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Undine Spragg

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A couple of days ago, I set out to write about Edith Wharton and The Custom of the Country, and I got sidetracked.

I’m now halfway through with this rereading of the book, and I’ve got some notes.

1) This is not a Victorian romance.  It’s a book more in the tradition of Vanity Fair, The Portrait of a Lady,  and Middlemarch–a novel about the career of one particular woman.

2) The woman, in this case, is Undine Spragg, child of a midwestern businessman who has come to New York specifically to launch her.  

Wharton has a lot more to work with by keeping most of the first two thirds of the novel in the United States.  There’s more going on here, in terms of clashes between classes, than was going on in Europe.  Henry James, Wharton’s idol and mentor, never could see it.  His American-set novels always shy away from dealing with the enormous chaos and variety of the fight between “old money” (people whose ancestors signed the Declaration), “new money” (like the Vanderbilts and Rockefellers, only a generation or two old, and made through industry), and “western money” (what was coming out of the regions outside of the Northeast).

3) Wharton does not shy away from these things, and because she doesn’t she manages to have a somewhat more balanced view of the world she’s looking at than either James or Trollope do.

Both James and Trollope mourn the passing of the old system, the gentlemanly lives and behavior of people of sensitivity and taste.  They do that even when they are forced to acknowledge–as Trollope is in The Way We Live Now–that the present representatives of the Old Families are a thoroughly useless lot.

Wharton can see, with clarity, that the society of the families of the Signers has become largely passive, and that passivity, no matter how gentile, cannot build a country. 

She doesn’t admire the men of the west–and she really doesn’t admire the equivalent of the Vanderbilts–but she also doesn’t think any injustice is being done when they win that particular war.  They are, after all, actually doing something.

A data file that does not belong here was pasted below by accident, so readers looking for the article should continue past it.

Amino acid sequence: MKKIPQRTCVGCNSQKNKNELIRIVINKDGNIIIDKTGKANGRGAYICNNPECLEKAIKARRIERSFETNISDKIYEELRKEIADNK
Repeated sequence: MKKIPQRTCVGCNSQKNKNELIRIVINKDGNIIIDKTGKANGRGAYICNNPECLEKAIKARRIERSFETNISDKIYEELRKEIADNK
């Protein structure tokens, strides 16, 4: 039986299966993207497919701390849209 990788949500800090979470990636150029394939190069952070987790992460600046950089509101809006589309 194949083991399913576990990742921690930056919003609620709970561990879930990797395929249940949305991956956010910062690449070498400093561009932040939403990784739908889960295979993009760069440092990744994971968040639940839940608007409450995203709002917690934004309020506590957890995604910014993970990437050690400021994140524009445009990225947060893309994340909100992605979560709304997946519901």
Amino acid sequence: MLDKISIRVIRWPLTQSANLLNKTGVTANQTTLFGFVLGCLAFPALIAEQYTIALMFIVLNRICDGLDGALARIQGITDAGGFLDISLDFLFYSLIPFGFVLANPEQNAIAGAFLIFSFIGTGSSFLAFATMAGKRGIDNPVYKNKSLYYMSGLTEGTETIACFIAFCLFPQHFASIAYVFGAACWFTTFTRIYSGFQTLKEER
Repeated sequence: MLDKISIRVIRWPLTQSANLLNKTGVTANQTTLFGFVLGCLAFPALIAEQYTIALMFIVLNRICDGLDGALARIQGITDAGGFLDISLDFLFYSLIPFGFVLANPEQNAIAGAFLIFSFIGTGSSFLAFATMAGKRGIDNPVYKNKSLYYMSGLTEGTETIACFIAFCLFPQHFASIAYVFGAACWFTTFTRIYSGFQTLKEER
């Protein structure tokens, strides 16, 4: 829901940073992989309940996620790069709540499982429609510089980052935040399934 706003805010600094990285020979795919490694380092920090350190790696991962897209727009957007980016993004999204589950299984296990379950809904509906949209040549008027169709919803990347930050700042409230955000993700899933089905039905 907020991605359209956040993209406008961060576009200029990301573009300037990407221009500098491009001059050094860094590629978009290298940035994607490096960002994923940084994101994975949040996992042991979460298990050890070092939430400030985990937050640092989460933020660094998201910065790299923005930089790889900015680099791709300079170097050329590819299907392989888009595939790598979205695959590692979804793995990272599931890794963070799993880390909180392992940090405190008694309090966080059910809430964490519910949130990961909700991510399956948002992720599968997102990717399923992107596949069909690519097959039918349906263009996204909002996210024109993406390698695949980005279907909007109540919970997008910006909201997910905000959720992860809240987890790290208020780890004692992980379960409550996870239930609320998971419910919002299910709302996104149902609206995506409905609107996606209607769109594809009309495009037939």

4) Undine Spragg–like Becky Sharpe before her, and Scarlett O’Hara to come later–is a kind of force of nature, the pure distillation of the new order of ambition and energy.

And like them, she’s an utter and unabashed sociopath. 

I think it’s interesting that such disparate writers all conceived of the spirit of the spirit of the new industrial age as being not immoral, but amoral–a relentless drive to get what you want as you want it, with no thought (or even knowledge) of any other scale of values.

There are certainly people like that in the world.  My father used to say that anybody could get rich if that was all he wanted to be, and I finally figured that out when I hit middle age.

In my experience, however, people aren’t usually that simple, and it was definitely the case that the old robber barons weren’t that simple.  Carnegie founded libraries and universities and gave all his money away. 

Of course, the answer may be more simple than I’m making it.  The representatives of the robber barons someone like Edith Wharton was likely to have met would have been their children and grandchildren.  The family founders tended to have little to no use for “society,” and to have chosen their wives as good partners in the drive to make good. 

5) The tendency for all these novels to be written about “society” is, I think, not an indication that the writers thought “who got invited to whose party” was particularly important in itself, but a result of the fact that novels were mostly bought and read by women.

In an era when women had limited areas in which to exercise their ambition, “society” provided an arena for combat where no other could quite serve. 

This is especially the case in the lives of those women for whom public esteem was high on the list of what they were ambitious for.